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Eye screening

Discussion in 'Diabetic Retinopathy' started by Jeff_uk, Dec 14, 2016.

  1. Jeff_uk

    Jeff_uk Type 1 · Active Member

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    Had my first eye screening today, not sure if I'm just a wuss but them eye drops are really like chopping onions, and does everyone get such blurred vision for a couple of hours after. Least I know for next year!
     
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  2. isjoberg

    isjoberg Type 1 · Well-Known Member

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    Ah the tropicamide. Used to always struggle at university as strip lighting was always too painful for me after getting my eyes photographed, so would have to spend the next 4hours in the darkest corners of campus with my sunglasses on looking a little bit wannabe interesting....
    Also really fun having to walk for 90 mins as a poor student who can't afford a cab and is too blind to cycle back as the appointments were always in the middle of nowhere!
    New clinic is slightly less aggressive with the drops so it goes back to normal faster, thank god. I do remember it being quite a shock the first time however!
     
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  3. fletchweb

    fletchweb Prefer not to say · Well-Known Member

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    I can relate to what you're saying - the drive to work after my appointments very uncomfortable and I'll only drive if it's cloudy If it's sunny, even with sunglasses - it's just out of the question..

    I get my eyes checked by an ophthalmologist every 6 months - same routine -
    1, The eye chart test
    2. The Glaucoma test
    3. Visual retina check after pupil dilation
    4. Then he uses this type of retina machine - forget what it's called that does a complete analysis of my retinas and compares that to my previous images - he says before this machine was available the only way to get the same results was to physically take a core sample from the retina which was rather invasive and only done in extreme cases. The procedure takes about 5 minutes usually.

    The nice thing about this machine - he bought it himself for a large amount of money, it sits in his office and takes no time at all for the analysis, you don;t even need to dilate your pupils if you're going in for that reason only and yes he treats a lot of people with type 1 and 2 diabetes.

    It's funny though - I've been seeing ophthalmologists for as long as I've had diabetes (plus 50 yrs) never had any serious issues but every time I go I worry my fool head off thinking about - "Will it be this time he finds complications?"

    .
     
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  4. Dodo

    Dodo Type 1 · Well-Known Member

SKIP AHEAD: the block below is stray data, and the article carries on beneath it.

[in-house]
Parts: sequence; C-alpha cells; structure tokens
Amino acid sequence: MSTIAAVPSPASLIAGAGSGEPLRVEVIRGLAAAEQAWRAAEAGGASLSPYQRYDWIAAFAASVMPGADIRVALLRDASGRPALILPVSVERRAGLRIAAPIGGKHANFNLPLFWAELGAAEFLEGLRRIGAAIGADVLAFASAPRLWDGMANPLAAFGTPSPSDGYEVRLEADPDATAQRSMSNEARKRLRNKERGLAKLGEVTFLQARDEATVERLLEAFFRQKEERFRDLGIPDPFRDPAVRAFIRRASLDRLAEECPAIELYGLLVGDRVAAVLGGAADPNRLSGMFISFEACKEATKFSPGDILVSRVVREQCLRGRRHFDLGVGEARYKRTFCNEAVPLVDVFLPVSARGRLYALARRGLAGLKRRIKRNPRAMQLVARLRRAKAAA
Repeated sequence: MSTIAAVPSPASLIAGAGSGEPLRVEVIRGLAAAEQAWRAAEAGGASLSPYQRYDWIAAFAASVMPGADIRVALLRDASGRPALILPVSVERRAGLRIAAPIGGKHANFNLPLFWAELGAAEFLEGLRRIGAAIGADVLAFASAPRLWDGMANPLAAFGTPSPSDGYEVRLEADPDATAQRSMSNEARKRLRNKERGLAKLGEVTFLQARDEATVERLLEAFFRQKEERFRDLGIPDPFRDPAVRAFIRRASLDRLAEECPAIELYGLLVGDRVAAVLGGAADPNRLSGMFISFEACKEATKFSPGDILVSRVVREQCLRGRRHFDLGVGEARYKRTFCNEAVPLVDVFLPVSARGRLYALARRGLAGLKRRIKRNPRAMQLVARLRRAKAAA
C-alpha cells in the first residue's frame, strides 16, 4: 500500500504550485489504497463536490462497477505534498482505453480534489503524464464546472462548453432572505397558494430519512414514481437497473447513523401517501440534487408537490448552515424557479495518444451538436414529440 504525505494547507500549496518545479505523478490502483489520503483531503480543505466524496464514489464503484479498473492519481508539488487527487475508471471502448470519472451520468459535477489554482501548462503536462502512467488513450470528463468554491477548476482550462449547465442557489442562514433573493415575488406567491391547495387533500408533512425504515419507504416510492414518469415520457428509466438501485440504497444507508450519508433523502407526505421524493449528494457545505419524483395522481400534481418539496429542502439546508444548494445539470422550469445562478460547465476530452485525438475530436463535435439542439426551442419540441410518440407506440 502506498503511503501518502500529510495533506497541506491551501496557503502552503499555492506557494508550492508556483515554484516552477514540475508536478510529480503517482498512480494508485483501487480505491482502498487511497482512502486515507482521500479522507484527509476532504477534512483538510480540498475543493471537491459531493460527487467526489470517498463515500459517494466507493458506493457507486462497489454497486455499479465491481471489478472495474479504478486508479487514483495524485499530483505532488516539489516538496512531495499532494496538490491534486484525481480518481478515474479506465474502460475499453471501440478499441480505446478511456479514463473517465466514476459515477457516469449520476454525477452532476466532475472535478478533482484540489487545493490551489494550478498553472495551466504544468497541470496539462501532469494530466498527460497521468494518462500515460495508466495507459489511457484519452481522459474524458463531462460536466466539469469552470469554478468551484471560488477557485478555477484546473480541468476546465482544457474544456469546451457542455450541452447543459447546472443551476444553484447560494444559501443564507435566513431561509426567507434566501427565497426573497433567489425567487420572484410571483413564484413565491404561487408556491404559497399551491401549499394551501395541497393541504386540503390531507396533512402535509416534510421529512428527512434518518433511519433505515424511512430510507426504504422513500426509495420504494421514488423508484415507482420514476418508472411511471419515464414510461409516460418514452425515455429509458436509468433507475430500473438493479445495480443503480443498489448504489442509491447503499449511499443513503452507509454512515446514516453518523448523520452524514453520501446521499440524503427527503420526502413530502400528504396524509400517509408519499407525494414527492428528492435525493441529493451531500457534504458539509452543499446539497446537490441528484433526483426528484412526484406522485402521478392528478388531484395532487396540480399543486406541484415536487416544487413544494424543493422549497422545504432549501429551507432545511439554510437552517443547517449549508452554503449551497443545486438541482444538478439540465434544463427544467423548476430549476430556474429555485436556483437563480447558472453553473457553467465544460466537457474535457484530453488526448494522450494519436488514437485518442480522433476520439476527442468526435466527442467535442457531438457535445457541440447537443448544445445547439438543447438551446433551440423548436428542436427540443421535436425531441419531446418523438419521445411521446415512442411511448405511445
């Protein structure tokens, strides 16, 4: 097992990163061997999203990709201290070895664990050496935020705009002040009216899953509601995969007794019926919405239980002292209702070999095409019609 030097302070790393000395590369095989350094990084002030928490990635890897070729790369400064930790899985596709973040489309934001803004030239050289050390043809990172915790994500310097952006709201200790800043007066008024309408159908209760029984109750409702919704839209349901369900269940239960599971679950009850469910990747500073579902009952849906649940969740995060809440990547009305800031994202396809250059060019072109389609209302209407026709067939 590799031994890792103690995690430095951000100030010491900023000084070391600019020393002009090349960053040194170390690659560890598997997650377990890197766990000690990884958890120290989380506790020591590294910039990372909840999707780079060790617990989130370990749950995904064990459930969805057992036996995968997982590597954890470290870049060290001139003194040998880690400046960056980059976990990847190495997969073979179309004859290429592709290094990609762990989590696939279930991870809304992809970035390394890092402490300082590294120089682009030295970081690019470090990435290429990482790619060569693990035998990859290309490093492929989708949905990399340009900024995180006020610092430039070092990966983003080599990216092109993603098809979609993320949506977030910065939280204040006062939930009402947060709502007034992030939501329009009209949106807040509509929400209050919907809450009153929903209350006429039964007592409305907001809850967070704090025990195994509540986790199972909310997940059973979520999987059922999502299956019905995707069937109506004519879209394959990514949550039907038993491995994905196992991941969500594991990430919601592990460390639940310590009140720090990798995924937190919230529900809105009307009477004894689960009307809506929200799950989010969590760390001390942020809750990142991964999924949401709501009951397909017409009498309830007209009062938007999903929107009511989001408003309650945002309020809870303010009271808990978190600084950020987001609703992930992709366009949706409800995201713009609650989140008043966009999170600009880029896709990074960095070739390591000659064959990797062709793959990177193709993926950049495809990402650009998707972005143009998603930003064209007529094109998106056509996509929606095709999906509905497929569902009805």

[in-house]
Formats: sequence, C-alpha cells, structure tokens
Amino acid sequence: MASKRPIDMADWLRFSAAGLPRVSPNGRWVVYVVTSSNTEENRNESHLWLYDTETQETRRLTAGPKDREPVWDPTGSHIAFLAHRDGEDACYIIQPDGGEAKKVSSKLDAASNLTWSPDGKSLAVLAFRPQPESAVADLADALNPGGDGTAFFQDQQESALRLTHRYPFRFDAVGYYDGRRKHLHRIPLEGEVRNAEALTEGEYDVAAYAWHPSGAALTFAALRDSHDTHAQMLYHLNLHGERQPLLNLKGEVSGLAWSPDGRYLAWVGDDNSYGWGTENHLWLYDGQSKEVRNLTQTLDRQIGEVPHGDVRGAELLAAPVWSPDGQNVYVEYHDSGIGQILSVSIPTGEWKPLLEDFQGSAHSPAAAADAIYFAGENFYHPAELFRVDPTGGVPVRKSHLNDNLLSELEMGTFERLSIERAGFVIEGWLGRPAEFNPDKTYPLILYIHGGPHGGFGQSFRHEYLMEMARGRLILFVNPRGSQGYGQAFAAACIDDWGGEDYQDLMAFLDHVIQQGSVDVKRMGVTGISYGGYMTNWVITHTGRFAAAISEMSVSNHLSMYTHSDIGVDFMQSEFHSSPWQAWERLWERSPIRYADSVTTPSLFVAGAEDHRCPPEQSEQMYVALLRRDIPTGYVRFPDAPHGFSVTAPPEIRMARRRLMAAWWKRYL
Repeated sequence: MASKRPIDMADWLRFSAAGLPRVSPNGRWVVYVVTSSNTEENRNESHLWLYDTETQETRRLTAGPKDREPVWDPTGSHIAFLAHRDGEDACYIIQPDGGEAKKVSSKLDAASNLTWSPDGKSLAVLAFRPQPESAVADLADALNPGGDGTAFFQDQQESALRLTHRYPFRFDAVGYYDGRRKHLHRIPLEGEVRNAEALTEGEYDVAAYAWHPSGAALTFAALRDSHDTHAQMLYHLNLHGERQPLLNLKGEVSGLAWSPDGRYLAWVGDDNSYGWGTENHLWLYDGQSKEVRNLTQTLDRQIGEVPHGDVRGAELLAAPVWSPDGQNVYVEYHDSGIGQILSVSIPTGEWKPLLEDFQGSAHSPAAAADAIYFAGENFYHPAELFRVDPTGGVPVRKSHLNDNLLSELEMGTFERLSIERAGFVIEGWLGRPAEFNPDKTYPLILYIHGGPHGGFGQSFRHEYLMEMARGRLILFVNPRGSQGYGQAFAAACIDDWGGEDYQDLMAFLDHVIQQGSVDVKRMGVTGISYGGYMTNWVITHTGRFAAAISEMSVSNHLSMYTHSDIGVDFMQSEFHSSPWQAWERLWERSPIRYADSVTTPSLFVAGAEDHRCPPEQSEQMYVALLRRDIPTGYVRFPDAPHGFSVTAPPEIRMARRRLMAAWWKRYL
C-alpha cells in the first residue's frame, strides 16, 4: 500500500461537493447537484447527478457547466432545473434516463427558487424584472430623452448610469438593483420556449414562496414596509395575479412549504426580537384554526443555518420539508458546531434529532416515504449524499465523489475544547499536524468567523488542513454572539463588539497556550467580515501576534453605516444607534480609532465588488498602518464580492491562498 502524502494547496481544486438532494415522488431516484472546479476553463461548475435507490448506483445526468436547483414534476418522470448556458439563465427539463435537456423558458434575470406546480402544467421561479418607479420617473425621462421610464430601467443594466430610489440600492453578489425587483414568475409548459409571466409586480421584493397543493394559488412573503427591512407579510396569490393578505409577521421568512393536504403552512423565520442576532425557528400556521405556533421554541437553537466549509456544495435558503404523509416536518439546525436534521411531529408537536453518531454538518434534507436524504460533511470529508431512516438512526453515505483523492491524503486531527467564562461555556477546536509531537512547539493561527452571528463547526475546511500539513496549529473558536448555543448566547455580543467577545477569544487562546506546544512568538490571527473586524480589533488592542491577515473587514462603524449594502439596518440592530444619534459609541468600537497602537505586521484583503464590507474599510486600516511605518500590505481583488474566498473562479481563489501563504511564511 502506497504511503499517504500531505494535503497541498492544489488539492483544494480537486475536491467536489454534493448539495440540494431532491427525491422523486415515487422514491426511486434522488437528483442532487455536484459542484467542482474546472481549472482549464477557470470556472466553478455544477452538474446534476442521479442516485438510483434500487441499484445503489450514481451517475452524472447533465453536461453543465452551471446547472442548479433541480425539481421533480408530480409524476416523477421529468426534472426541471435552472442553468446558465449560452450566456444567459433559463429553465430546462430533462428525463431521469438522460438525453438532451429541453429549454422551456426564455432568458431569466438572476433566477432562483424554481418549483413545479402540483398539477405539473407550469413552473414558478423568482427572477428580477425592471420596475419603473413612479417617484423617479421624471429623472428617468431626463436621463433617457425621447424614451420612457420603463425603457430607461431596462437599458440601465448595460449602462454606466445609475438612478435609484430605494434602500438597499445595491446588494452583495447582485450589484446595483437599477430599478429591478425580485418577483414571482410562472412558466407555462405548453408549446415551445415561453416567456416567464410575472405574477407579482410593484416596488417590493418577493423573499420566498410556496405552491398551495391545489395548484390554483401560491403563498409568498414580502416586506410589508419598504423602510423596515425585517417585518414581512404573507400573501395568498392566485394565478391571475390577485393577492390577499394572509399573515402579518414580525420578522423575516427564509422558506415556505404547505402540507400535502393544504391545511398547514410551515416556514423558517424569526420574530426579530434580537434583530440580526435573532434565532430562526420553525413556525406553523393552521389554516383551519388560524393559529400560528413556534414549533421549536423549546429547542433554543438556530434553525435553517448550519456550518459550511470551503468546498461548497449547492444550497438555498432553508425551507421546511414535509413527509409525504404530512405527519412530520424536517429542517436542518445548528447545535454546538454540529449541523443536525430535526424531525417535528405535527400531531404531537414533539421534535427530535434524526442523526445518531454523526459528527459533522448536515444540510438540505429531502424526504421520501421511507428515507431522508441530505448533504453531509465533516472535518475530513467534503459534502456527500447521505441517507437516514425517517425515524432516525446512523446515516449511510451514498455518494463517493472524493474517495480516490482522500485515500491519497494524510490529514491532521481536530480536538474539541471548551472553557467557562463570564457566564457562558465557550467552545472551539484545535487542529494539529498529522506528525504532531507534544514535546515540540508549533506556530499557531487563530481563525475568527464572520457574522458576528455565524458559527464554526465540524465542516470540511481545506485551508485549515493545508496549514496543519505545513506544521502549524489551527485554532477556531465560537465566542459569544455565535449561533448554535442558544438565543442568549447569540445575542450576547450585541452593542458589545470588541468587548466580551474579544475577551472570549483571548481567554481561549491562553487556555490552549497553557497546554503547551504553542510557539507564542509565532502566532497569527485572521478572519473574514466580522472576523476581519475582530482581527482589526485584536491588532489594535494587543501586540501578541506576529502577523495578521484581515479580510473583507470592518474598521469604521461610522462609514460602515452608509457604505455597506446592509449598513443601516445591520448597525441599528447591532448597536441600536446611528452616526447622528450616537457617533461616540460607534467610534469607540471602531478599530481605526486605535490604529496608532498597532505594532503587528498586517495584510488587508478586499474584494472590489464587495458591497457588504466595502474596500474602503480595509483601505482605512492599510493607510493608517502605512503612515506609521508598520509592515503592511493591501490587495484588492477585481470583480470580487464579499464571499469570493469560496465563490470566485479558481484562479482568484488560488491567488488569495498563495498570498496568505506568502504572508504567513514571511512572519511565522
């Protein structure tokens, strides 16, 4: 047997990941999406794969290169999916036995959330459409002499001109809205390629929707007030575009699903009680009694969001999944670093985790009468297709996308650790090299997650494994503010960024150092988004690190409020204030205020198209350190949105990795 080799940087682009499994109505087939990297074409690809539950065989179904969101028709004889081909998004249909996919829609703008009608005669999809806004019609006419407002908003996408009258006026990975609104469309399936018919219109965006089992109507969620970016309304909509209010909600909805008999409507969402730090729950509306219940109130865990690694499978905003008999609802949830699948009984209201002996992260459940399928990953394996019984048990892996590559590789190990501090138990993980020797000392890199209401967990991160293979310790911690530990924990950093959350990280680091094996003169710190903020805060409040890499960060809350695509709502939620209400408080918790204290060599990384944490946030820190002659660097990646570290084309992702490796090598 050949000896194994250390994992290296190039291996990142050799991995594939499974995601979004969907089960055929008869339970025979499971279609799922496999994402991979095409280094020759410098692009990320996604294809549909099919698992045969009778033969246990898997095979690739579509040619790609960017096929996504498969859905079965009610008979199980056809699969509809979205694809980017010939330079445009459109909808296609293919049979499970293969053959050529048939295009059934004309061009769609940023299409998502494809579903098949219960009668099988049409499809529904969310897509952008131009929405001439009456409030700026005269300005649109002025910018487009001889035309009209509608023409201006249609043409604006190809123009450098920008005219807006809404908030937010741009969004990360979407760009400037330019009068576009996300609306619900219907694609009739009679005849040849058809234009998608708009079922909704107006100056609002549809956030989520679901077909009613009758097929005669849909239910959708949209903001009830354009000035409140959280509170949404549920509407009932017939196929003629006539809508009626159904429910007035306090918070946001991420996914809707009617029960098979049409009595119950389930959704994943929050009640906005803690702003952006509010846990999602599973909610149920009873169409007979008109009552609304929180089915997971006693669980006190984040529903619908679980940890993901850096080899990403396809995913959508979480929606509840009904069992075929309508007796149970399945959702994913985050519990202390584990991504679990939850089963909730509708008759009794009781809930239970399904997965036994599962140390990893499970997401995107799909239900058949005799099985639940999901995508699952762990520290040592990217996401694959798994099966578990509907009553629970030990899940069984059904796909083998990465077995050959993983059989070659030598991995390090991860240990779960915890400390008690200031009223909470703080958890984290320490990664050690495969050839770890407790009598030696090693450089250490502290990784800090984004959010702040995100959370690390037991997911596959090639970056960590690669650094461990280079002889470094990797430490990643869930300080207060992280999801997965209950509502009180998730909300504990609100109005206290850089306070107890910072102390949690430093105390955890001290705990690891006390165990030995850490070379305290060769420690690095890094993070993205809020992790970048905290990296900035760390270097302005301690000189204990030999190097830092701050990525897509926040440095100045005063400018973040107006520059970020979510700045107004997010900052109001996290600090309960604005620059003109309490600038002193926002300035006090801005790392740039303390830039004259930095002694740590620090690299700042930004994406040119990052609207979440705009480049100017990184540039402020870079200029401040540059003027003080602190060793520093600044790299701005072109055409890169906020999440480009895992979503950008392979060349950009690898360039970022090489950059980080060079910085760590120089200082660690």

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    I believe you are advised not to drive for some hours after these drops are administered and your insurance would be rendered invalid in the case of an accident whilst doing so.
     
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  5. rockape37

    rockape37 Type 1 · Well-Known Member

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    Spot on!

    Bad enough walking in bright sunshine but to be sat behind the wheel of a vehicle is lunacy for both legal and health to ones self and others.

    Regards

    Martin

    Regards

    Martin
     
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  6. Deespee23

    Deespee23 Type 2 · Well-Known Member

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    Not worth the chance of something going wrong......
     
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  7. KezG

    KezG Type 2 · Well-Known Member

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    @Jeff_uk .. Thanks for your post.. got my first screening on 20th Dec.. gotta say I'm not looking forward to it. I have taken the day off work to cover any recovery time afterwards.
     
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  8. MarkE

    MarkE Type 2 · Well-Known Member

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    Folks, all I'll add is that the complications can be lived with and are not, thank fortune, inevitable. Aye, the drops sting, and my vision these days is pretty much gone for hours after- but the alternative would be ignorance, and that really is scary when retinopathy can be so damned aggressive.
     
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  9. Tabbyjoolz

    Tabbyjoolz Type 2 · Well-Known Member

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    At least the stinging is over after a few minutes; the blurriness lasts for a few hours. I was thankful that it was an overcast day when I had it done last month and that I was able to choose a clinic that is on a direct bus route.
     
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